Wasted prom: How drunk driving is hurting high schoolers

May 3, 2013

Teens in Pataskala, Ohio and New York State were recently urged to come back to school – alive.  Anti-drunk driving programs are being delivered to a variety of high schools at a prime time, as students prepare for the upcoming prom season. And though reports suggest that drunk driving is down for this age group compared to earlier generations, teen drunk driving remains a pressing issue: In a 2011 national survey, 24% of teens reported that they had ridden with a driver who had been drinking alcohol within the past month. Meanwhile, motor vehicle crashes remain the top cause of death among American teens aged 16 to 19.

totaled car

Car accidents are the main cause of death for teens. The traditional misbehavior that go with prom season adds fuel to the fire. Via Matt Lemmon.

As reported by the Newark Advocate, 550 students at Watkins Memorial High School watched a stark portrayal of a car crash, featuring local firefighters and medics – plus fellow students, who volunteered to don fake blood and imitate injuries and death. Sponsored by a parent group, the program also featured a particularly relevant speaker. Aaron Cooksey spoke about the one decision that continues to haunt him over a decade. A former talented athlete, Cooksey became heavily involved in drinking and drugs while in college. In July 2001, he was driving his truck after drinking. The truck flipped three times, then twisted around a telephone pole. The crash killed his passenger and best friend, Andrea. “The first thing I think about every day is the crash; the last thing I think about every day is the crash,” Cooksey told students.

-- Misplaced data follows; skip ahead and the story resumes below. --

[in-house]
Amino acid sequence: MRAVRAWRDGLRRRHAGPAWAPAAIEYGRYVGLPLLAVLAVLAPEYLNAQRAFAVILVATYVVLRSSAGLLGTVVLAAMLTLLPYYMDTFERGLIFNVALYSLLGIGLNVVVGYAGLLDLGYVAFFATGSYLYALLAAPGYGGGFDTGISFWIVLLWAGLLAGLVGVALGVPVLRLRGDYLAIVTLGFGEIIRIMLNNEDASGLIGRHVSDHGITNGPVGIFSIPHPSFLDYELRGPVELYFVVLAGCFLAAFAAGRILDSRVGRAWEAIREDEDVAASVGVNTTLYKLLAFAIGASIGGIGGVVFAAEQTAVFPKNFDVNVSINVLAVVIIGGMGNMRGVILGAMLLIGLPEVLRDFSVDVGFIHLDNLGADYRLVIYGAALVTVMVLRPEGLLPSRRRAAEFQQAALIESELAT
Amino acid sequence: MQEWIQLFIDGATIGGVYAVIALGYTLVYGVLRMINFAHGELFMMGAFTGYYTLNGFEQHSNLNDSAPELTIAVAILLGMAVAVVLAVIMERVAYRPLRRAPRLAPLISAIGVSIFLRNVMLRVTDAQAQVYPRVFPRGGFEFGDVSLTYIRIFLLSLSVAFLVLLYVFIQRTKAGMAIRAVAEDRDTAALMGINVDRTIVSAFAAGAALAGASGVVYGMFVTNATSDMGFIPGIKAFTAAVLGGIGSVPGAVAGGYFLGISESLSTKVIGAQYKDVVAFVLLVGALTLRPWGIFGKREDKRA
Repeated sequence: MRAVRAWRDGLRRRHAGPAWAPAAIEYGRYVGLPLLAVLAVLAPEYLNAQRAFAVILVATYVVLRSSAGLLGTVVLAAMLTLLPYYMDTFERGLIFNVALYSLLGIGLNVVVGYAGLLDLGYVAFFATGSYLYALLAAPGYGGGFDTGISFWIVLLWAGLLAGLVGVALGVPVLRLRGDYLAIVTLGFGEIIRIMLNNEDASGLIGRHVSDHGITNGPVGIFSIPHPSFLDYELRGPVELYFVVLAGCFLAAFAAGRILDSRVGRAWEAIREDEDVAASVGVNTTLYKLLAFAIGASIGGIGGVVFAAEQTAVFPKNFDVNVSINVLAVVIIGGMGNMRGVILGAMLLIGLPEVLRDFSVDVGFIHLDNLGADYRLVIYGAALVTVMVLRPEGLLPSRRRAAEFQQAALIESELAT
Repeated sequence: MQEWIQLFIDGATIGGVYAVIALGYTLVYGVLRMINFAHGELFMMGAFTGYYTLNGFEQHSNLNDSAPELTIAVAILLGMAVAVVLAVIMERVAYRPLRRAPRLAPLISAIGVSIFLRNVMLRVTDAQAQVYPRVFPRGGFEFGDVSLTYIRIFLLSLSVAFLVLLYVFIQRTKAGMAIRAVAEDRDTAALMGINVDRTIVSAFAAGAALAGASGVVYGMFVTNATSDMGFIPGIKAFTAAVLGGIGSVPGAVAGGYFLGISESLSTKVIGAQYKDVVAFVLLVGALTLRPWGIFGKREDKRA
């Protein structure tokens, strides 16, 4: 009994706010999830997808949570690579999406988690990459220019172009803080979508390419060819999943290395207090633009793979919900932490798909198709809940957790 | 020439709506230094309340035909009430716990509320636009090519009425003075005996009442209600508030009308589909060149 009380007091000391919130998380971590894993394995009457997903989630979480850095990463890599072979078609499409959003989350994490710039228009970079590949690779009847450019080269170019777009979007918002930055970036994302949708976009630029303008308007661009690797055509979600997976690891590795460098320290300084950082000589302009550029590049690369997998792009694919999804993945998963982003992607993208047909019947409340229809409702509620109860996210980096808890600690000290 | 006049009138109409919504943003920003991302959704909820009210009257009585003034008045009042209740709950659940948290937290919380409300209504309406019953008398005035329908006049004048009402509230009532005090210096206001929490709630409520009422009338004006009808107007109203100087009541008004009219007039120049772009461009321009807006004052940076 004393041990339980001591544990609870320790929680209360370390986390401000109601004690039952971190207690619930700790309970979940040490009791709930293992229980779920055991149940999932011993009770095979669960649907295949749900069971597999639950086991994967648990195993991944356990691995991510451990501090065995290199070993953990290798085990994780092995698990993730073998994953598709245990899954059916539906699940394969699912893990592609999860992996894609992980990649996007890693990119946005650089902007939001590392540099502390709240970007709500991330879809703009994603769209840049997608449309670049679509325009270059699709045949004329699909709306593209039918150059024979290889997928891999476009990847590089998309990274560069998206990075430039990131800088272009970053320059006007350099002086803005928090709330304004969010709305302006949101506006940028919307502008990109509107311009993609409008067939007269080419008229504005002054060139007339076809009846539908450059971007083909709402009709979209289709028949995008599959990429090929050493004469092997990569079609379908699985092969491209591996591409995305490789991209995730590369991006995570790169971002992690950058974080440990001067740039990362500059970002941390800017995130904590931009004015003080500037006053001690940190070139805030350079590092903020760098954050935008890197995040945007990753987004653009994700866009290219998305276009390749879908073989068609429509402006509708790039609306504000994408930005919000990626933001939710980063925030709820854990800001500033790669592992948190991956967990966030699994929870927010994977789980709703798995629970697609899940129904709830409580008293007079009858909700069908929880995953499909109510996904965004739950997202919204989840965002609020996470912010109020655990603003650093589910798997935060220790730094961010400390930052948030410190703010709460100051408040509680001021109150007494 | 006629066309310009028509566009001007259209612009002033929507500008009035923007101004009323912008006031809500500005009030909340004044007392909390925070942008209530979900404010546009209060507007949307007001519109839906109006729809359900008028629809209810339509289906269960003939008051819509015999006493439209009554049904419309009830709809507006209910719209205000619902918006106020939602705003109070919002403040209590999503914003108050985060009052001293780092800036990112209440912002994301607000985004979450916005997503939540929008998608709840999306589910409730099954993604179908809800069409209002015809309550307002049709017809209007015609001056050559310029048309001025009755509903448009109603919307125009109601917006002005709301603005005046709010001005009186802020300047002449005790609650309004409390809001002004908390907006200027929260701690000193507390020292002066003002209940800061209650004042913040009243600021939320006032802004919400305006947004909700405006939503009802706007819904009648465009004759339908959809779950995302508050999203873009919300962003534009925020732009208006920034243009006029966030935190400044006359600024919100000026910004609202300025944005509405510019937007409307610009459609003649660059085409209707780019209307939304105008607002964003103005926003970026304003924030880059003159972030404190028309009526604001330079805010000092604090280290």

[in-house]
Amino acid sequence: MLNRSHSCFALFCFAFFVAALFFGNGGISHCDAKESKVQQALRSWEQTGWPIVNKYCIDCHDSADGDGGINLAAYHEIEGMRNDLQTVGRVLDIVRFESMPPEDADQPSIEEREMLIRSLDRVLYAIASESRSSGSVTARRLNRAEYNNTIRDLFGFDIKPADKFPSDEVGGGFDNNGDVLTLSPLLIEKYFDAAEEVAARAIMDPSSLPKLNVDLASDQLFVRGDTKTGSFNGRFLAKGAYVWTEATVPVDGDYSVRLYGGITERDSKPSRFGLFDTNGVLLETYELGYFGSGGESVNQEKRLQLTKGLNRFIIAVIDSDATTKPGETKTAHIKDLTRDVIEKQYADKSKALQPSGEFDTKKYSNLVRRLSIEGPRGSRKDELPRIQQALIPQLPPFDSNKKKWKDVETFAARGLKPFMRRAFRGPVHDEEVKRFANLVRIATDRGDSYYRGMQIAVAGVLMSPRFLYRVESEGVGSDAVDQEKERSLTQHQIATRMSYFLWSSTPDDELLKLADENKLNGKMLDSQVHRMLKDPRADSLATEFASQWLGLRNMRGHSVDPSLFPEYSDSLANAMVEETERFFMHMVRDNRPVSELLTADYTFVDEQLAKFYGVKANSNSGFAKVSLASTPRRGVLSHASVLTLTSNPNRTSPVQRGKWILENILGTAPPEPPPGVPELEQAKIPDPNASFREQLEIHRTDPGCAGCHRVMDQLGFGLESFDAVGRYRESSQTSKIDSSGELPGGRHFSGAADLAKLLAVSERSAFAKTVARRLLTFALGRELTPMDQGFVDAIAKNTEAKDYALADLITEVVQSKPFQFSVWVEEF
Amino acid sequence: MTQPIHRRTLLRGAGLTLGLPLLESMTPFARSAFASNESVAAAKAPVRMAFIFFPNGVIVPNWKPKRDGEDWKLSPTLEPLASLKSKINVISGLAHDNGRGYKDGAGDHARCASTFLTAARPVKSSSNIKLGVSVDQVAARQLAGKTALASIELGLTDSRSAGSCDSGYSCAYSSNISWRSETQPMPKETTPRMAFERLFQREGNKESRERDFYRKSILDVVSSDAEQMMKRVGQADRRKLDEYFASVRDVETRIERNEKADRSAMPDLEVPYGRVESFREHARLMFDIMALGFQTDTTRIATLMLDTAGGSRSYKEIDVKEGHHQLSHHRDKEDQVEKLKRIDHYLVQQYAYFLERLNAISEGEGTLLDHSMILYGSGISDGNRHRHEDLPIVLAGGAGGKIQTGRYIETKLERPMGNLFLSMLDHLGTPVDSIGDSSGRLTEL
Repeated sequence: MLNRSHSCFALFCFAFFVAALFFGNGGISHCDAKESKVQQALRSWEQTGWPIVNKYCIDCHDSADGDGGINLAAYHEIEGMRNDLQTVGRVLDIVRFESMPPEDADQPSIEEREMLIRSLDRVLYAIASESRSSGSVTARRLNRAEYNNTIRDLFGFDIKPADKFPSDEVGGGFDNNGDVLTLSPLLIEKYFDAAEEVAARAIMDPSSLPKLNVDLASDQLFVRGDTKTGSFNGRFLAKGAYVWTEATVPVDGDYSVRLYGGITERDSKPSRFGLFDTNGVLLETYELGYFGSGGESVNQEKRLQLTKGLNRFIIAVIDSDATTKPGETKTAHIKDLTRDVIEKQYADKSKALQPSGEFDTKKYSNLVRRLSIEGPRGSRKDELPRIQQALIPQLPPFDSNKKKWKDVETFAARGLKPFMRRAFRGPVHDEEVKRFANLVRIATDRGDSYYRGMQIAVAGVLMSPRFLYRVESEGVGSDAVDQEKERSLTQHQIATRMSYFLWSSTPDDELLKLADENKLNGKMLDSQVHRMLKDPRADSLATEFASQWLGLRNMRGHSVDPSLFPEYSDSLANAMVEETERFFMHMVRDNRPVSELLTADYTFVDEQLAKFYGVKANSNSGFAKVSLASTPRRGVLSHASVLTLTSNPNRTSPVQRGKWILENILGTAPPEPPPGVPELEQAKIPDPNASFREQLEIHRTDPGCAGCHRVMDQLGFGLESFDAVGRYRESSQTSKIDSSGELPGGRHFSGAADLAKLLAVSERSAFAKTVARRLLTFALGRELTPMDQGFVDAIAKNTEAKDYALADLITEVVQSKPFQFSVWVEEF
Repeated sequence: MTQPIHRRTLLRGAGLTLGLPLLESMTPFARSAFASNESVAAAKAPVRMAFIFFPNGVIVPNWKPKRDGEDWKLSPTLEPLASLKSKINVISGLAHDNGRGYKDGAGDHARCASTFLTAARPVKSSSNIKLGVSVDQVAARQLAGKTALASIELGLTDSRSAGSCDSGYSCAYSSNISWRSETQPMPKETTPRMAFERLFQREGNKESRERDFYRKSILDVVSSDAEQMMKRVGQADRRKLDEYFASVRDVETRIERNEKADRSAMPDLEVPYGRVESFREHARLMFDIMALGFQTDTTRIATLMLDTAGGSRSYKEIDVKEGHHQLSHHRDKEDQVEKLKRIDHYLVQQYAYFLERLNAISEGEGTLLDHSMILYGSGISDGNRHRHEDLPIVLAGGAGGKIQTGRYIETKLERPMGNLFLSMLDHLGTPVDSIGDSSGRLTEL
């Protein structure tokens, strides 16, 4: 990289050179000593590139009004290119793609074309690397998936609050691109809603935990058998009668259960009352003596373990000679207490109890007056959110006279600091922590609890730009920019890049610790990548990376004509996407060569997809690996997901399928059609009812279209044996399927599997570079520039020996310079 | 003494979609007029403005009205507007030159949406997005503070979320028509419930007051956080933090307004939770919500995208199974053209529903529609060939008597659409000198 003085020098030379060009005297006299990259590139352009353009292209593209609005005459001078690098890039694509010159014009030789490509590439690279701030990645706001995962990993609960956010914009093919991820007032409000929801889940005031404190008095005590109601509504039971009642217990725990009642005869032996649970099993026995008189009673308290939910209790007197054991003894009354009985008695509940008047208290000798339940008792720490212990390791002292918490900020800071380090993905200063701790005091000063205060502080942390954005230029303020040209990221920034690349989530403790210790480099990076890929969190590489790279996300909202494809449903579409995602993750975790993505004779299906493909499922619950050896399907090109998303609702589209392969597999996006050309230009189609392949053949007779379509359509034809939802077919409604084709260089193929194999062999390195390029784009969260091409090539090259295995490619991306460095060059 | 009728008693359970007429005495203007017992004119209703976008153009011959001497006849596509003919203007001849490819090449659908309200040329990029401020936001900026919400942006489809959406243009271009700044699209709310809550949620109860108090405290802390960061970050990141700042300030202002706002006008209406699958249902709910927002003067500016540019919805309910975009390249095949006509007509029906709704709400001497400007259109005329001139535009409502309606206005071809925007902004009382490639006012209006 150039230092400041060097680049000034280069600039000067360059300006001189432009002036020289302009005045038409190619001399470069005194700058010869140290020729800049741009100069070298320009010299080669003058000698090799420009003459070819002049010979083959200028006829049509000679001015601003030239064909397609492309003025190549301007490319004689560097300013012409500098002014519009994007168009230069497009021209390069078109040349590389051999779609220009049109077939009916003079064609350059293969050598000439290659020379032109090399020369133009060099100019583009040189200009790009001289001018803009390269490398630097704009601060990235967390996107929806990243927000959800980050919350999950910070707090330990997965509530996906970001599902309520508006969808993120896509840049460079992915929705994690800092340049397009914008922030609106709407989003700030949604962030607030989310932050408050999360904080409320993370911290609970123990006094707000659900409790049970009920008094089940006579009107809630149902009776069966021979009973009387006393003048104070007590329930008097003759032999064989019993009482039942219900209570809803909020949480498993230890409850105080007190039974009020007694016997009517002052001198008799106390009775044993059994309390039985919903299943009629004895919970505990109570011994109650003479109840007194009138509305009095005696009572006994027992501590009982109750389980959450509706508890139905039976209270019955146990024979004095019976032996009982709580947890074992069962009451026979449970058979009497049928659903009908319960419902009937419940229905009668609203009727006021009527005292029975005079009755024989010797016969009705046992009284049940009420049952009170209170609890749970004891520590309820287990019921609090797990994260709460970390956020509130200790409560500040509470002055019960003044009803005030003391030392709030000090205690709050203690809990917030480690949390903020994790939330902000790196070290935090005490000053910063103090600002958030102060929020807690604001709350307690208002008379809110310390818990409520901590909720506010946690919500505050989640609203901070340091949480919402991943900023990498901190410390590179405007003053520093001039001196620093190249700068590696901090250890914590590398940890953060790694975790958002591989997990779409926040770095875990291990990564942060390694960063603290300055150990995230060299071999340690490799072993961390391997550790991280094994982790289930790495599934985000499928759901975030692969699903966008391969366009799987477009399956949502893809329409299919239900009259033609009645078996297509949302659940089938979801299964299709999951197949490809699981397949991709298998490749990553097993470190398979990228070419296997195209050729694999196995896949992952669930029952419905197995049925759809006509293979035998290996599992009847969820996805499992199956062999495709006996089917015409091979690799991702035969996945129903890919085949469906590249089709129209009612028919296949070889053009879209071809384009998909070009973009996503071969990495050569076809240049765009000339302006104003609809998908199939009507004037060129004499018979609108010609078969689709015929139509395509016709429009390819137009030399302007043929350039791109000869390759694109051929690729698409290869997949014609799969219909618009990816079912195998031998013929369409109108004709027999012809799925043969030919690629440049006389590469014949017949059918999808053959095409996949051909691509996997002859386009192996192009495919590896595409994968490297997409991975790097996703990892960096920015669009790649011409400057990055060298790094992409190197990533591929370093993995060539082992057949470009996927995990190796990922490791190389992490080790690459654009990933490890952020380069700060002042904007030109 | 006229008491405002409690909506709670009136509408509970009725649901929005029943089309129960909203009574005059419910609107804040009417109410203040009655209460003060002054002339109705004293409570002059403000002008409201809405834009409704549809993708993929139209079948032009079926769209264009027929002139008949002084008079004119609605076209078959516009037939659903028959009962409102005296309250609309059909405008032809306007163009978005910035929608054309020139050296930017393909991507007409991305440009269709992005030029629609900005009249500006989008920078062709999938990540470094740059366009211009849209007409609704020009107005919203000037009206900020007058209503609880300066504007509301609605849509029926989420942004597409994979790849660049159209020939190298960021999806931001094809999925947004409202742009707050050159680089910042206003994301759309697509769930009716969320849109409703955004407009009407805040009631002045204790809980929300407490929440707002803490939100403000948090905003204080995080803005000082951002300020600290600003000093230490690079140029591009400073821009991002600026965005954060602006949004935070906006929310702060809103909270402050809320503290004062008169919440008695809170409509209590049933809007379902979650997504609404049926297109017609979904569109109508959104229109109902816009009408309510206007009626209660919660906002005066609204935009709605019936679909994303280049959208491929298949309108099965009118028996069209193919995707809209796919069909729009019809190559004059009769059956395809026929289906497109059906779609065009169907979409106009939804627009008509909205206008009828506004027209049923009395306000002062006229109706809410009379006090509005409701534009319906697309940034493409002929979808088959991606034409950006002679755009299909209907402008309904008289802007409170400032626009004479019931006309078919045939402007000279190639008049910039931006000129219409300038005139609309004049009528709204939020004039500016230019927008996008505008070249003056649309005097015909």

Other high schools are offering similar measures. In the Twin Tiers community of New York and Pennsylvania, high schools are staging alcohol-free after-prom parties. At Watkins Glen High School, the district attorney’s office speaks with seniors about safety, and sends letters to parents explaining punishments for hosting parties with alcohol available. At Candor High School, the student group, Students Against Destructive Decisions recently held “Reaper Day,” an annual event that drives home the reality of drunk driving fatalities – students are representatively “killed” by being tapped on the shoulder at the end of every period to illuminate the number of youth fatalities. “It brings a dose of reality. At this age, the students think they are invincible,” Colleen Grebleski, Chemung County STOP DWI coordinator, told PressConnects.com.

car accident at night

Schools are getting creative to combat risky behavior among teens. From uberculture.

The necessity of these initiatives is backed by statistics. A 2009 study by the National Institute of Drug Abuse, National Institutes of Health and the U.S. Department of Health & Human Services, affirms just how common drinking is among teens. Almost 75 percent of students have consumed more than just a few sips of alcohol by the end of high school, and thirty-seven percent have done so by eighth grade. The Century Council, an advocacy group, reports that as of 2012, 42% of 12th graders – seniors, who often attend prom – drank within the last month.

Don't drink and drive sign

With drinking rates among teens sky-high, it’s crucial find new ways to urge them to drive sober. From roadtrafficsigns.com.

The numbers are even more dramatic for a wider swath of underage drinkers: Ten million kids, ages 12 to 20, in the U.S. report that they have consumed alcohol within the past 30 days.

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Category: News & New Products, Road safety, Traffic law

About the Author ()

Katy is a writer, reporter and editor who, in addition to writing for RoadTrafficSigns, has worked with the United Nations Development Programme, Hamptons magazine, Hearst Corporation, The Daily Mail, People Magazine, and a variety of other publications and nonprofits. After graduating with honors from the Columbia University Graduate School of Journalism in 2011, and distinctions on her thesis and in the consumer journalism seminar, she moved to Milan, Italy. In Italy, she worked as a writer and consultant for an international magazine, editing and translating text and reporting on such events as the Salone Internazionale del Mobile, the annual design fair. A born and raised New Yorker, she has lived in three of five boroughs, relying quite a bit on public transport until getting her driver's license at the admittedly belated age of 21.